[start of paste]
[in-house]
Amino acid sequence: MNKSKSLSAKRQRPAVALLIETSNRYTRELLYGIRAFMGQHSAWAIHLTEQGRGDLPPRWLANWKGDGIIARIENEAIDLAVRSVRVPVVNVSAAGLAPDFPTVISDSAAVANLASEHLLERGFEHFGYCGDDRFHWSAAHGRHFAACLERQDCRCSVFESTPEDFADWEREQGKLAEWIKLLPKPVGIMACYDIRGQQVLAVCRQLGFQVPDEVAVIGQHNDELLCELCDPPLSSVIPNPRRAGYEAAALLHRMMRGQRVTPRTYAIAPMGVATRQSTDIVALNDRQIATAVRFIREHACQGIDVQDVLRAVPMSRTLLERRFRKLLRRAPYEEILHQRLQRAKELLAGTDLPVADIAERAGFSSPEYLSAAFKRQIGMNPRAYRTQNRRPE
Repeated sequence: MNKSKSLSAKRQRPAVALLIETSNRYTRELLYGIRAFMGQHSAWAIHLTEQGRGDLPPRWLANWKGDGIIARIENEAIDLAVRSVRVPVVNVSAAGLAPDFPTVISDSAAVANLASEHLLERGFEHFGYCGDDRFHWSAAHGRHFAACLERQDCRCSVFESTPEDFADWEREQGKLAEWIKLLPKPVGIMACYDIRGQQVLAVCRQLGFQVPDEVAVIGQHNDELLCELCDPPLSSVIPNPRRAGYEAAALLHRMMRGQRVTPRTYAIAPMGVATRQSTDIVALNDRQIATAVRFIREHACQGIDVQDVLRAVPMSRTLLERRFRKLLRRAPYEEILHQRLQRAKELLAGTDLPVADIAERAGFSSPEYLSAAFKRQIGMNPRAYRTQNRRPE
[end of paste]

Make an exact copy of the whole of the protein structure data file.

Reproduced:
[in-house]
Amino acid sequence: MNKSKSLSAKRQRPAVALLIETSNRYTRELLYGIRAFMGQHSAWAIHLTEQGRGDLPPRWLANWKGDGIIARIENEAIDLAVRSVRVPVVNVSAAGLAPDFPTVISDSAAVANLASEHLLERGFEHFGYCGDDRFHWSAAHGRHFAACLERQDCRCSVFESTPEDFADWEREQGKLAEWIKLLPKPVGIMACYDIRGQQVLAVCRQLGFQVPDEVAVIGQHNDELLCELCDPPLSSVIPNPRRAGYEAAALLHRMMRGQRVTPRTYAIAPMGVATRQSTDIVALNDRQIATAVRFIREHACQGIDVQDVLRAVPMSRTLLERRFRKLLRRAPYEEILHQRLQRAKELLAGTDLPVADIAERAGFSSPEYLSAAFKRQIGMNPRAYRTQNRRPE
Repeated sequence: MNKSKSLSAKRQRPAVALLIETSNRYTRELLYGIRAFMGQHSAWAIHLTEQGRGDLPPRWLANWKGDGIIARIENEAIDLAVRSVRVPVVNVSAAGLAPDFPTVISDSAAVANLASEHLLERGFEHFGYCGDDRFHWSAAHGRHFAACLERQDCRCSVFESTPEDFADWEREQGKLAEWIKLLPKPVGIMACYDIRGQQVLAVCRQLGFQVPDEVAVIGQHNDELLCELCDPPLSSVIPNPRRAGYEAAALLHRMMRGQRVTPRTYAIAPMGVATRQSTDIVALNDRQIATAVRFIREHACQGIDVQDVLRAVPMSRTLLERRFRKLLRRAPYEEILHQRLQRAKELLAGTDLPVADIAERAGFSSPEYLSAAFKRQIGMNPRAYRTQNRRPE